8th Dec '16 6:56:30 PM WillKeaton
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* As of the 2010s, UI design languages are moving towards simpler, 'flatter' appearances. The "Flat Look" is High Modernist, in the style of Scandinavian decor, Midcentury Modernism, and Frank Lloyd Wright, so it only really appeals to people who agree with the ideological premises that underlie High Modernism (Better Living through Science, Ornament is Crime, unlimited resources, infinite growth, secularism, narrow gender roles, etc.). And High Modernism looks simple, but is actually very hard to do right; within software, only Apple really does it well. (Google makes children's books and thinks they're High Modern; Microsoft is just mediocre at all this, and Metro is widely disliked, at least by fans of last generation's Aero.) But the Flat Look is easy on the battery lives of mobile devices, it gives better performance even on desktops (Microsoft Aero was pretty, but it was embarrassingly slow), and there might be other factors involved, too. One [[http://daringfireball.net/2013/01/the_trend_against_skeuomorphism theory posits]] that earlier, more visually complex UIs were designed to compensate for lower screen resolutions, and trying to scale these items up takes a lot of work or produces ugly results. (Lower screen resolutions, when these UI elements are mostly used on phones? Possibly so: mid-2010s desktops have much higher resolutions than even 10 years ago, and so do mid-2010s phones.)

to:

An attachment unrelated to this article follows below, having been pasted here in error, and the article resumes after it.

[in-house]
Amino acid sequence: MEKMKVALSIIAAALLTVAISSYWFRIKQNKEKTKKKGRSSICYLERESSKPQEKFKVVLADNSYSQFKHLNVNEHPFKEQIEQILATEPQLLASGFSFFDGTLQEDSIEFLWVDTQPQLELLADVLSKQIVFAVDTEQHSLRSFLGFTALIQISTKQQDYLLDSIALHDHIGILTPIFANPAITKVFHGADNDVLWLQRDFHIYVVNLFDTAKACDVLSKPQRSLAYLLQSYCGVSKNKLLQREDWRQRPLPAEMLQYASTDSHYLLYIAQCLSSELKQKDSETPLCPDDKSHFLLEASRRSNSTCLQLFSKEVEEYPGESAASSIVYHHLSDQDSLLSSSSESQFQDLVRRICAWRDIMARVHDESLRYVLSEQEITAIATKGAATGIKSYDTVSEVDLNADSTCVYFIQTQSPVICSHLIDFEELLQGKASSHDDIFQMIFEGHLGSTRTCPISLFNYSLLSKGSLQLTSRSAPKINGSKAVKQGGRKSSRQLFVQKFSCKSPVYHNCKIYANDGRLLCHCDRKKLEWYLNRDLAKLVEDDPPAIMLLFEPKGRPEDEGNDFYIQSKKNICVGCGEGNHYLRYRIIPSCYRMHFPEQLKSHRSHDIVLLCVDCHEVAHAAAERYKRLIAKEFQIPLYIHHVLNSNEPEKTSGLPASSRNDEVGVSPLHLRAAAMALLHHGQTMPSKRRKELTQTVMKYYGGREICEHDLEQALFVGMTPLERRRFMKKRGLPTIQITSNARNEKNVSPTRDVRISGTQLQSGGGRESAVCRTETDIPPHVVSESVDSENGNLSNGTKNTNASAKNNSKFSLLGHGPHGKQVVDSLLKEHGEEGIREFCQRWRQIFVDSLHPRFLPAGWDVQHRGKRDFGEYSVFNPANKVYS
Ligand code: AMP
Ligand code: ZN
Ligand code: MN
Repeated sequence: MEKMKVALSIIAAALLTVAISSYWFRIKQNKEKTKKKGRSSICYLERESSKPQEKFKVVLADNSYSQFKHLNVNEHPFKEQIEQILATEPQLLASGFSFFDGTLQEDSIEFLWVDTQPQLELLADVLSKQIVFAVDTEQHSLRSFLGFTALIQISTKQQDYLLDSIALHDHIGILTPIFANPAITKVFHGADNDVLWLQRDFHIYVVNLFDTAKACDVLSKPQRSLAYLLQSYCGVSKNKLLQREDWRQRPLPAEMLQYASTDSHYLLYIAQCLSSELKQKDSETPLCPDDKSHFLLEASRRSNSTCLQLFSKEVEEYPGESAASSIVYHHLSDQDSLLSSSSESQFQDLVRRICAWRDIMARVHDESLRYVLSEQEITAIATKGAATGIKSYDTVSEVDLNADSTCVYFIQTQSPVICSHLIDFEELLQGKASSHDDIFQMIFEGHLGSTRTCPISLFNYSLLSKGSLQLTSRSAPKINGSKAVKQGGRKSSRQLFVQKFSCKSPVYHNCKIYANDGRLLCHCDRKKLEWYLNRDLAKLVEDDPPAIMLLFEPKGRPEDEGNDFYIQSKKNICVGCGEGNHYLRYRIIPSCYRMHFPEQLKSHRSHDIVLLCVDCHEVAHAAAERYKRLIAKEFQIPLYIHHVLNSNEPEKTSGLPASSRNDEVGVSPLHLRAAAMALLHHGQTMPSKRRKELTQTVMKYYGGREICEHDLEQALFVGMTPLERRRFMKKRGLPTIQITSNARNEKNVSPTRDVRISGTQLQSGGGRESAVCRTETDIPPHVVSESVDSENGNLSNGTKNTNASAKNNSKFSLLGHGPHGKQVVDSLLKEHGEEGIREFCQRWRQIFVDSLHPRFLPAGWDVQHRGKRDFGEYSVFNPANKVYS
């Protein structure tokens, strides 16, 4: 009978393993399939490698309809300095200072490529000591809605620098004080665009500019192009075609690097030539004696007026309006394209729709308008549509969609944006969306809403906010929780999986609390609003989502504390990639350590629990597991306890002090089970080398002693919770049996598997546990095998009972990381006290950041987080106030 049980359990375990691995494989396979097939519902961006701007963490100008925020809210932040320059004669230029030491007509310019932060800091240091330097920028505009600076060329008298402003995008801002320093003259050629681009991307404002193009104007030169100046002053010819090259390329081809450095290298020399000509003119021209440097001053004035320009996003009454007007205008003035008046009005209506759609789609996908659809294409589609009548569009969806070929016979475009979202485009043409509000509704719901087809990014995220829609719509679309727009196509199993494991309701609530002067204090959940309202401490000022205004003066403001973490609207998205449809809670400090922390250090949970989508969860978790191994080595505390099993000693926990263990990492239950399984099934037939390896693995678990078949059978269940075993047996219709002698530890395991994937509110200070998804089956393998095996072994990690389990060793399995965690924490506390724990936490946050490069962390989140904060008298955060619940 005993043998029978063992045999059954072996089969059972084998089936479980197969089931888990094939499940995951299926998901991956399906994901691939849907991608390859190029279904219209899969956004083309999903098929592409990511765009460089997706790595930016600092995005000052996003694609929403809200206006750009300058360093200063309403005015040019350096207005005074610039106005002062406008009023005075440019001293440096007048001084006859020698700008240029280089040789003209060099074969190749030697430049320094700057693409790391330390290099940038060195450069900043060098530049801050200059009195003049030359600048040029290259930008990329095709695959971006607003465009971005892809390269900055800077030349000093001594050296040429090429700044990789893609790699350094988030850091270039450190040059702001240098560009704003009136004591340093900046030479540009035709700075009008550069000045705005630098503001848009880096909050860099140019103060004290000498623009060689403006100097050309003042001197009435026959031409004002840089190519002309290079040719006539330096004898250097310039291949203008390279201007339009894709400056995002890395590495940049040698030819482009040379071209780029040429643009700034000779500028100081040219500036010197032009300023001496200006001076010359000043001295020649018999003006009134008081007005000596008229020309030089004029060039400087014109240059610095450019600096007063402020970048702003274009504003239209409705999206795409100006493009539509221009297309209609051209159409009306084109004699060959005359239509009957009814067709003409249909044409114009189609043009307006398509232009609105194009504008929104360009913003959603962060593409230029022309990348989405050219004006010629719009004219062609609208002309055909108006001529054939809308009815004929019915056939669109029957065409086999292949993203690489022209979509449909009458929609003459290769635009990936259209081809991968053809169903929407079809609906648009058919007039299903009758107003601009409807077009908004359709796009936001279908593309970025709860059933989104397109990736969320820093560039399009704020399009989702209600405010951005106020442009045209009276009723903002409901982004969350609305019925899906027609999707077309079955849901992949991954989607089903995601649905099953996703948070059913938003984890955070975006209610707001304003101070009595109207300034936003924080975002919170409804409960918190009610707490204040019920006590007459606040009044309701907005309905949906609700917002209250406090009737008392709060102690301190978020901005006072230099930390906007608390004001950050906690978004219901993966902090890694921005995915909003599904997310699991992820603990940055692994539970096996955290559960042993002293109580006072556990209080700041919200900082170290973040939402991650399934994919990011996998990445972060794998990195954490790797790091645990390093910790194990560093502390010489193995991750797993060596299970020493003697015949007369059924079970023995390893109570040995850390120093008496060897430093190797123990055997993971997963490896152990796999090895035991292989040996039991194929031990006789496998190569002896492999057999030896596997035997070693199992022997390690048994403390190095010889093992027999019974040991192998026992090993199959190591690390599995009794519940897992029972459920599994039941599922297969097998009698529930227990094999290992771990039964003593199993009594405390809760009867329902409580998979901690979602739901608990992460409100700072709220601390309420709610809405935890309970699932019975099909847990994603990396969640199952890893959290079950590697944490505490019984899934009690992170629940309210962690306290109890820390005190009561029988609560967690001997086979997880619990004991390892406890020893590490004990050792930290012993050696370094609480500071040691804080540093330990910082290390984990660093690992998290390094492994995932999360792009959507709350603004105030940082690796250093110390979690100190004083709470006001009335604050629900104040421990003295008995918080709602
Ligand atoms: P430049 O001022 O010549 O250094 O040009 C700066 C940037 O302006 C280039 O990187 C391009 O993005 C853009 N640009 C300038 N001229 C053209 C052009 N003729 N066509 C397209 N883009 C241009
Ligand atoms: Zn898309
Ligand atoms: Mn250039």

* As of the 2010s, UI design languages are moving towards simpler, 'flatter' appearances. The "Flat Look" is High Modernist, in the style of Scandinavian decor, Midcentury Modernism, and Frank Lloyd Wright, so it only really appeals to people who agree with the ideological premises that underlie High Modernism (Better Living through Science, Ornament is Crime, unlimited resources, infinite growth, secularism, narrow gender roles, etc.). And High Modernism looks simple, but is actually very hard to do right; within software, only Apple really does it well. (Google makes children's books and thinks they're High Modern; Microsoft is just mediocre at all this, and Metro is widely disliked, at least by fans of last generation's Aero.) But the Flat Look is easy on the battery lives of mobile devices, it gives better performance even on desktops (Microsoft Aero was pretty, but it was embarrassingly slow), and there might be other factors involved, too. One [[http://daringfireball.net/2013/01/the_trend_against_skeuomorphism theory posits]] that earlier, more visually complex UIs [=UIs=] were designed to compensate for lower screen resolutions, and trying to scale these items up takes a lot of work or produces ugly results. (Lower screen resolutions, when these UI elements are mostly used on phones? Possibly so: mid-2010s desktops have much higher resolutions than even 10 years ago, and so do mid-2010s phones.)